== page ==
A Space for Women’s Voices: Unique Gram Sabhas in Madhya Pradesh Empower Women

UNDP’s partnership with the Ministry of Panchayati Raj is developing capacities of elected women representatives in Umaria district, Madhya Pradesh in local governance; generating awareness of both men and women on gender issues, helping communities secure access to entitlements and improving information on agricultural practices and sanitation facilities in the district.


  • The partnership between UNDP and the Ministry of Panchayati Raj is helping locally-elected women leaders in Umaria district of Madhya Pradesh understand their role as elected representatives
  • A three-month long training programme for EWRs has enabled locally-elected women leaders to participate in political processes more effectively
  • Support provided has aimed at generating awareness amongst both men and women on gender issues and on schemes implemented or monitored by the Panchayat
  • Exposure visits to gram panchayats in Jalgaon have helped EWRs generate awareness among villagers on importance of sanitation and the need for toilets in every house
  • The number of elected representatives trained in Madhya Pradesh has increased from 16 to 91 percent and from one to 2.4 million across the country between 2008 and 2010-11

The long dirt road running adjacent to Bandhavgarh National Park in Umaria district of Madhya Pradesh ends in a concrete road which suggests that we have finally approached Kanchaudhar village. We are looking for a gram sabha or a local village council meeting that’s in progress. The first two hamlets we pass greet us with shut doors and stray dogs. There is not a soul in sight. Are we in the right village? Wall paintings and an old sign assure us that we are.

As we approach the centre of the village, we can hear drums and people talking over loudspeakers some distance away. Our vehicle turns towards the primary school and we see a large gathering. Adults are huddled and busy in serious discussions, children are playing on the ground and village youth are performing a local dance to the beat of drums.

A unique gram sabha on women’s empowerment is in progress. The meeting is being led by the local sarpanch (leader) who is a woman. For a change, men are seated at the back as women of the village hold centre stage. An animated discussion is underway with most of the queries coming from women and the elderly seeking information on entitlements to subsidized housing under the Indira Awas Yojana, old age pensions, access to sanitation and drinking water facilities and how to secure Below Poverty Line cards.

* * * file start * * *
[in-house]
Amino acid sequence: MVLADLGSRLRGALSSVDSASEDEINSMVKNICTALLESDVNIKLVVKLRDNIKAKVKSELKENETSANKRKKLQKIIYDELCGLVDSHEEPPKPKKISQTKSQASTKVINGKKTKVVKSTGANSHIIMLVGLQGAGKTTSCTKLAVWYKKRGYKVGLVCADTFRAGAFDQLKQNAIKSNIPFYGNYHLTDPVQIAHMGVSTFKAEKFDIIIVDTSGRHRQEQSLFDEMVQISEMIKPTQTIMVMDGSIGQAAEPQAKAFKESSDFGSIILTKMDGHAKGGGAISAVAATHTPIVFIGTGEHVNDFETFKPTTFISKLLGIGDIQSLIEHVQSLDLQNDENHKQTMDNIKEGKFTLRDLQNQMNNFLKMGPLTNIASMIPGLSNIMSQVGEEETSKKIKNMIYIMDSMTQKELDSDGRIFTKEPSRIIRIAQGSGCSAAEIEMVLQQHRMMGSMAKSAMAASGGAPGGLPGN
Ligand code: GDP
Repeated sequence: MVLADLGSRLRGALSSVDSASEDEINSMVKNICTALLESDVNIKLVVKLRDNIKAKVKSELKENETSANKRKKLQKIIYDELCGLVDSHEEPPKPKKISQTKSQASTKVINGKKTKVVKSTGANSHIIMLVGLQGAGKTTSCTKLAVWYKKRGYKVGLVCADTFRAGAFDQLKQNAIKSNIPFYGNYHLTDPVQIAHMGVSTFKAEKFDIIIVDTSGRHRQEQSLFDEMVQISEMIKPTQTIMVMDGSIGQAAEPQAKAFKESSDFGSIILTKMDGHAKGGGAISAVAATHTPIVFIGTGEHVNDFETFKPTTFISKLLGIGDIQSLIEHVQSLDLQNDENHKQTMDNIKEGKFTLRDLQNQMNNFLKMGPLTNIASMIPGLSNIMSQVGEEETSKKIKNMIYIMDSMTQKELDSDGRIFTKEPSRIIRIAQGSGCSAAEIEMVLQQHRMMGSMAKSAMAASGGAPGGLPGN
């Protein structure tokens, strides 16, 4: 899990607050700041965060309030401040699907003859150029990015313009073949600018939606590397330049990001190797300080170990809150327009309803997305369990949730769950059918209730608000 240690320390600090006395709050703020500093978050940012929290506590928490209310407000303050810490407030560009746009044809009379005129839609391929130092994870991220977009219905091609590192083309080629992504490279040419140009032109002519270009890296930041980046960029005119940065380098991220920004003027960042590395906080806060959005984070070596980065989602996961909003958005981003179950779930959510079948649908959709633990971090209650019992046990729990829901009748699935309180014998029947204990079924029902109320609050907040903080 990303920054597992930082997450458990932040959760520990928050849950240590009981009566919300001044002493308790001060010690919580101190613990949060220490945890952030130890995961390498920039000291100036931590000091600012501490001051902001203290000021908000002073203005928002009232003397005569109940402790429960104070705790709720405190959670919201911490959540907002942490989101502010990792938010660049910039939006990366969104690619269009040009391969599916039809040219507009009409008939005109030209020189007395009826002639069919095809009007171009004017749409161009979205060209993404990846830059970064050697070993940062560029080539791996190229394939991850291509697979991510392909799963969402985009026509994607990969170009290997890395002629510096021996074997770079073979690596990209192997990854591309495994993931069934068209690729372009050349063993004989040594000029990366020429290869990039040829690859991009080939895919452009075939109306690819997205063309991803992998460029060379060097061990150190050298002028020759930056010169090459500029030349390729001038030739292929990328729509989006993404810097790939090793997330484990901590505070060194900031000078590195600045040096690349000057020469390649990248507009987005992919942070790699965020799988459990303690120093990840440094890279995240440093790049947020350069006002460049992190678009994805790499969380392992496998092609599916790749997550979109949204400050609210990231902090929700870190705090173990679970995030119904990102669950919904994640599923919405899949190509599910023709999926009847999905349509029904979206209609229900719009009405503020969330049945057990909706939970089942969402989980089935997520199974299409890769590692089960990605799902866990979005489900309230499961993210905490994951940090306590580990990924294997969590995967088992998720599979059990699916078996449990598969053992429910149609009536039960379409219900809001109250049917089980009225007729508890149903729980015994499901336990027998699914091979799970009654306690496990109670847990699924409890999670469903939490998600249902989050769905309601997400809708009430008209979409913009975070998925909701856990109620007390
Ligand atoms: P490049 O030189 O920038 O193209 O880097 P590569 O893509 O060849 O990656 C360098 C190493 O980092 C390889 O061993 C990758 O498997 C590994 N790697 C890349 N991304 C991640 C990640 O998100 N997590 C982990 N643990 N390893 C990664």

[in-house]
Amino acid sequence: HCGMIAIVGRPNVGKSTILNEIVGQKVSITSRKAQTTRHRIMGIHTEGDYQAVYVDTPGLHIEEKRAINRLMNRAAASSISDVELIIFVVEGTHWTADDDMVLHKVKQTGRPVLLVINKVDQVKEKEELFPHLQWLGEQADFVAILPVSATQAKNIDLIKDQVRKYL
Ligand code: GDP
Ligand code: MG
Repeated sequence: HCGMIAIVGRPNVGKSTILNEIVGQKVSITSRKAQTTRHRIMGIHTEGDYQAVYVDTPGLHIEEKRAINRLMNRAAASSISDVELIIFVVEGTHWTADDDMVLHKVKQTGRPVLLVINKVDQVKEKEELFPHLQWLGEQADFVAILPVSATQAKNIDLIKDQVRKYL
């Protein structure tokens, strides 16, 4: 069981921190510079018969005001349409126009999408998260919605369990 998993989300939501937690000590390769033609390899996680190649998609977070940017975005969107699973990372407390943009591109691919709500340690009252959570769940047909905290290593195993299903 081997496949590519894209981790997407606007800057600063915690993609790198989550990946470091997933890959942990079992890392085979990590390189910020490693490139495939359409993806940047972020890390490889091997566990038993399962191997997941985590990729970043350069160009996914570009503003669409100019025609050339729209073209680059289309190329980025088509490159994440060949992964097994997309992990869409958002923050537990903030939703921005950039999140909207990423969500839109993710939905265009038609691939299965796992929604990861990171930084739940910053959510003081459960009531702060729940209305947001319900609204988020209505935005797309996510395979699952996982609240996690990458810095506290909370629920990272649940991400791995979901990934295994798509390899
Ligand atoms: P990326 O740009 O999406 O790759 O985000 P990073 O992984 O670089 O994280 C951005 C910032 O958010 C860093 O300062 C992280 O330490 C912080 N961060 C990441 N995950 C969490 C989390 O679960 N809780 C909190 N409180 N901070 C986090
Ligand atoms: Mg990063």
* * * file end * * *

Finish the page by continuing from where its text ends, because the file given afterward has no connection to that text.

The Sarpanch, Punia Bai, appears completely in command of the proceedings and confidently addresses her village. She answers a range of questions from eligibility criterion for public services, formalities required to access entitlements, and departments and officers to be contacted for securing clearances. Punia Bai today goes a step further, to advise villagers on possible development schemes that they could avail of. It’s a far cry from early 2011, when a baseline data collected to assess existing capacities and strengths of elected representatives in the district revealed that Punia Bai lacked the skills to effectively manage the gram panchayat and depended heavily on advice from her husband and the panchayat secretary.

These special gram sabhas are the culmination of a three-month long intensive orientation and support provided to 123 Elected Women Representatives (EWRs) from Umaria, a result of a partnership between the Ministry of Panchayati Raj and UNDP aimed at developing capacity for local governance.

Since 2008, the partnership has focused on strengthening strategies to develop capacity of elected representatives; policy and research-based advocacy, and sharing of good practices. UNDP supported EWRs to enable them to better understand their constitutional role as elected representatives, sensitized them on gender issues and improved awareness on schemes implemented or monitored by the panchayat. The capacity building approach included male family members of EWRs, thereby sensitizing men on gender issues.

As the Outcome Evaluation of UNDP’s Governance Programme in 2011 notes, the number of elected representatives trained has more than doubled between 2008 and 2010-11, from 1 to 2.4 million. In Madhya Pradesh, the number of elected representatives trained increased from 16 to 91 percent.  

As a result of this support, Punia Bai, who belongs to a tribal community, no longer needs help in responding to queries posed to her. Fresh from an exposure visit to gram panchayats in Jalgaon district, Punia addresses the gram sabha on the importance of village sanitation and the need for toilets in every house. Confidently facing a gathering of more than 250 adults, she answers all their questions and exhorts both women and men to come together for the development of their village and pro-actively access government schemes. “Seeing women like us play a greater role in village development has encouraged more women to come to these meetings and demand their rights,” says Punia Bai. Anju Verma, sarpanch of Rakshat concurs with this view. “For the time ever in the last gram sabha, we witnessed women come out without their veils. This, for me, was the biggest achievement. ”

The experiences of many like Punia Bai and Anju Verma point to the transformation that is taking place amongst these local women leaders, helping them claim their space in the political sphere and building the communities’ confidence in their leadership capabilities.   

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